Warren Chan is a director and practicing attorney in Wispro’s Taiwan office, representing clients across a spectrum of industries, including telecommunications and wireless networks, semiconductors, liquid crystal display, automobiles, consumer electronics, and medical devices.

Meet Warren

Mr. Chan devotes a significant portion of his practice to matters involving international intellectual property, IP transaction, merger and acquisition, and international business transaction. He has extensive experience in counseling privately and publicly held corporations on patent portfolio monetization, including patent litigation consulting for cases before the U.S. District Courts, U.S. Patent Trial Appeals Board, U.S. International Trade Commission, the German District Court of Dusseldorf, and the German Federal Patent Court. Additionally, Mr. Chan regularly advises clients on patent evaluation, freedom to operate (FTO), and IP due diligence as part of M&A.

Primary Practice

  • International Intellectual Property Litigation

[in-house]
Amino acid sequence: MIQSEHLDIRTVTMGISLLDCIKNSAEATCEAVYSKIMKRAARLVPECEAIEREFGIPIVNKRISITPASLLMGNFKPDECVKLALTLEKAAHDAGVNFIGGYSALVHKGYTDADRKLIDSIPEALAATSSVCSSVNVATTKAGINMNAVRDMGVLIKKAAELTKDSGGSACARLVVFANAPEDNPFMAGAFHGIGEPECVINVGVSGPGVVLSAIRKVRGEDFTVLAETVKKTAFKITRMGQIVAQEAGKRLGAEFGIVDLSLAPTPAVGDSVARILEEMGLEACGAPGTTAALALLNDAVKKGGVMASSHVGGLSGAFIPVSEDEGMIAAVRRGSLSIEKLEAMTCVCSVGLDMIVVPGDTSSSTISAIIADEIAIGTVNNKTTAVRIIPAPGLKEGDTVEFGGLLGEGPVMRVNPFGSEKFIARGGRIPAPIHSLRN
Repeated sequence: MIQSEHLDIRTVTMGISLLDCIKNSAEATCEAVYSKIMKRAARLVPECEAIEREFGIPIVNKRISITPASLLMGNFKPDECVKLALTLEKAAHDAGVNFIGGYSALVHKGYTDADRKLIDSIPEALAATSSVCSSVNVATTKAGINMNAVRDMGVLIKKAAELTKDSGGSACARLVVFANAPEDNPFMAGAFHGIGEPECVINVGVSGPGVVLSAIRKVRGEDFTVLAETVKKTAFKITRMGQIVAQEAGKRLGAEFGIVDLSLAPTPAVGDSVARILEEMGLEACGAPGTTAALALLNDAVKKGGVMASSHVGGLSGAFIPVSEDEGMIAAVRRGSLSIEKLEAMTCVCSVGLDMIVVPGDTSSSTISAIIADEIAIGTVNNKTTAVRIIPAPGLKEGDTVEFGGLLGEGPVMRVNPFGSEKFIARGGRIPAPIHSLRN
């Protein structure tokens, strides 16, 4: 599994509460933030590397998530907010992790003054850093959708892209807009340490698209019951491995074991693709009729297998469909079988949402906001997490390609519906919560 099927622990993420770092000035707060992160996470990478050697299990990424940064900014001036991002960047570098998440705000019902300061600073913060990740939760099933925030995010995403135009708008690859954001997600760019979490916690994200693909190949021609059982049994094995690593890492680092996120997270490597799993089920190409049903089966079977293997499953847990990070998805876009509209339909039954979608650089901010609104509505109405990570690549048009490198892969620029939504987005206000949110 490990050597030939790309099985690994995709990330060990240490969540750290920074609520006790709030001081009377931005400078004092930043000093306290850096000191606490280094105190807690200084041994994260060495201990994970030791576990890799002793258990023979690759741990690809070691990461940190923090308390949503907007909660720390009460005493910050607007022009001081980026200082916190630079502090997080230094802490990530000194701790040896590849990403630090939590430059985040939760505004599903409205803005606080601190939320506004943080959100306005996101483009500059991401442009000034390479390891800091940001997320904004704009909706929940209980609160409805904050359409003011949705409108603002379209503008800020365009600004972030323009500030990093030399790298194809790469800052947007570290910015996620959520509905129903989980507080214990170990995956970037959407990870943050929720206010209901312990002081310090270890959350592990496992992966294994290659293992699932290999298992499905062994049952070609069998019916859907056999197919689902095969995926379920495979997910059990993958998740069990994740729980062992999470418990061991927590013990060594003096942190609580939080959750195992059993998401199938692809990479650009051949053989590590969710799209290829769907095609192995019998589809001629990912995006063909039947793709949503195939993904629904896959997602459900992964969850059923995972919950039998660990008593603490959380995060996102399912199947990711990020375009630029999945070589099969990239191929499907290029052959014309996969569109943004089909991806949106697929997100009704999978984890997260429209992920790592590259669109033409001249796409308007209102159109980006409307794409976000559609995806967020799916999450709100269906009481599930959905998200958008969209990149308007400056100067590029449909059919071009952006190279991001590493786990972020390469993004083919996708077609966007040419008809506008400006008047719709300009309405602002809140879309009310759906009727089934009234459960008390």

• IP Transaction

  • Merger and Acquisition

  • International Business Transaction

Practice Area

Counsels privately and publicly held corporations on patent portfolio monetization, including: (i) patent assertion and litigation consulting for cases before the U.S. District Courts, U.S. Patent Trial Appeals Board, U.S. International Trade Commission, German District Court of Dusseldorf, and German Federal Patent Court; (ii) trademark infringement litigations; and (iii) patent evaluations for licensing and acquisition. Practice area also includes: (iv) contract negotiation and drafting; and (v) due diligence as part of M&A. Industry experience includes telecommunications and network technology, semiconductors, liquid crystal displays, automobiles, consumer electronics, and medical devices.

Publications

  • Chan, Warren (2015, November) “China’s transformation into a global patent powerhouse – challenges and trends.” IAM Magazine. Print

  • Chan, Warren (2018, September) “How East Asian companies can stand up to pressure from US protectionist IP policies.” IAM Magazine. Print